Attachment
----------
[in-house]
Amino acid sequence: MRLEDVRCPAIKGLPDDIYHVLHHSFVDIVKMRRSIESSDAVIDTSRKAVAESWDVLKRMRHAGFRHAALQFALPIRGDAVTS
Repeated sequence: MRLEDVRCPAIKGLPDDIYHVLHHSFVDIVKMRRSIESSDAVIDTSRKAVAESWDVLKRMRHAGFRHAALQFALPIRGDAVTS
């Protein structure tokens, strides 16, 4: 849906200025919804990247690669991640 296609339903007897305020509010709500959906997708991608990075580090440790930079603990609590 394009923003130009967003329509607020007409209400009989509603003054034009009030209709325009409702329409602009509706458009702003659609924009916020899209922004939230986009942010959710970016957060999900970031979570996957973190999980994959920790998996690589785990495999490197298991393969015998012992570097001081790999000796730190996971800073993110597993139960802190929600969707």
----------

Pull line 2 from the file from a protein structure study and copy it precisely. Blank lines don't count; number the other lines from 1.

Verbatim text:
Amino acid sequence: MRLEDVRCPAIKGLPDDIYHVLHHSFVDIVKMRRSIESSDAVIDTSRKAVAESWDVLKRMRHAGFRHAALQFALPIRGDAVTS